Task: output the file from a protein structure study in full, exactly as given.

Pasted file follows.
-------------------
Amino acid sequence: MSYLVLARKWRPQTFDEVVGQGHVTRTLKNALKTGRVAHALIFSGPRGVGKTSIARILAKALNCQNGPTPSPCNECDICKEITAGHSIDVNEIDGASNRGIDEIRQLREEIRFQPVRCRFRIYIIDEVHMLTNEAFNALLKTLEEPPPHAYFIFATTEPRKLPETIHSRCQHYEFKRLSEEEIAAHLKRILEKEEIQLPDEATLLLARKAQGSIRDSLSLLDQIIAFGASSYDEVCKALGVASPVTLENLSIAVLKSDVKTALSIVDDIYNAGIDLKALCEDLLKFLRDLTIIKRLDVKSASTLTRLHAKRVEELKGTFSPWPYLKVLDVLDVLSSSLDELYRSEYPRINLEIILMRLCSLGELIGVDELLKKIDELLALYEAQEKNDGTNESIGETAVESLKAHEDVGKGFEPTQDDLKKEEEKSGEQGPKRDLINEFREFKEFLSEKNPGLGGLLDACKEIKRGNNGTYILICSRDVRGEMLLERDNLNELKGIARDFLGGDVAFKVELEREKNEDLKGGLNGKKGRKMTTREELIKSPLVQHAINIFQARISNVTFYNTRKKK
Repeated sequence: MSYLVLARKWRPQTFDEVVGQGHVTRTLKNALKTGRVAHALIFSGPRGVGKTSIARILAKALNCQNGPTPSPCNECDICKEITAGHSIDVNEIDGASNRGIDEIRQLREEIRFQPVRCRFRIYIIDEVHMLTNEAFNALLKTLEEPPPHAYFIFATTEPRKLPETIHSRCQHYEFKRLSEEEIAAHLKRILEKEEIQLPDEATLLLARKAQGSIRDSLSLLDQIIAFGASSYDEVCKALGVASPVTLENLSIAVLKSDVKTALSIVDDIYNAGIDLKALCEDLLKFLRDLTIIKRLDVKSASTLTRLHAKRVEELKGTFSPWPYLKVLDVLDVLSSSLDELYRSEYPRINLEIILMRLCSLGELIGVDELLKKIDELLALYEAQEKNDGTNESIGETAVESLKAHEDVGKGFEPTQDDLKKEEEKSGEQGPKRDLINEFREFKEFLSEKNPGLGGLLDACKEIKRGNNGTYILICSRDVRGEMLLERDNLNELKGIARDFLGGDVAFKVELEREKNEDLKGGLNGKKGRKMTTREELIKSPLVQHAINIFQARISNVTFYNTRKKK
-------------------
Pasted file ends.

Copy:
Amino acid sequence: MSYLVLARKWRPQTFDEVVGQGHVTRTLKNALKTGRVAHALIFSGPRGVGKTSIARILAKALNCQNGPTPSPCNECDICKEITAGHSIDVNEIDGASNRGIDEIRQLREEIRFQPVRCRFRIYIIDEVHMLTNEAFNALLKTLEEPPPHAYFIFATTEPRKLPETIHSRCQHYEFKRLSEEEIAAHLKRILEKEEIQLPDEATLLLARKAQGSIRDSLSLLDQIIAFGASSYDEVCKALGVASPVTLENLSIAVLKSDVKTALSIVDDIYNAGIDLKALCEDLLKFLRDLTIIKRLDVKSASTLTRLHAKRVEELKGTFSPWPYLKVLDVLDVLSSSLDELYRSEYPRINLEIILMRLCSLGELIGVDELLKKIDELLALYEAQEKNDGTNESIGETAVESLKAHEDVGKGFEPTQDDLKKEEEKSGEQGPKRDLINEFREFKEFLSEKNPGLGGLLDACKEIKRGNNGTYILICSRDVRGEMLLERDNLNELKGIARDFLGGDVAFKVELEREKNEDLKGGLNGKKGRKMTTREELIKSPLVQHAINIFQARISNVTFYNTRKKK
Repeated sequence: MSYLVLARKWRPQTFDEVVGQGHVTRTLKNALKTGRVAHALIFSGPRGVGKTSIARILAKALNCQNGPTPSPCNECDICKEITAGHSIDVNEIDGASNRGIDEIRQLREEIRFQPVRCRFRIYIIDEVHMLTNEAFNALLKTLEEPPPHAYFIFATTEPRKLPETIHSRCQHYEFKRLSEEEIAAHLKRILEKEEIQLPDEATLLLARKAQGSIRDSLSLLDQIIAFGASSYDEVCKALGVASPVTLENLSIAVLKSDVKTALSIVDDIYNAGIDLKALCEDLLKFLRDLTIIKRLDVKSASTLTRLHAKRVEELKGTFSPWPYLKVLDVLDVLSSSLDELYRSEYPRINLEIILMRLCSLGELIGVDELLKKIDELLALYEAQEKNDGTNESIGETAVESLKAHEDVGKGFEPTQDDLKKEEEKSGEQGPKRDLINEFREFKEFLSEKNPGLGGLLDACKEIKRGNNGTYILICSRDVRGEMLLERDNLNELKGIARDFLGGDVAFKVELEREKNEDLKGGLNGKKGRKMTTREELIKSPLVQHAINIFQARISNVTFYNTRKKK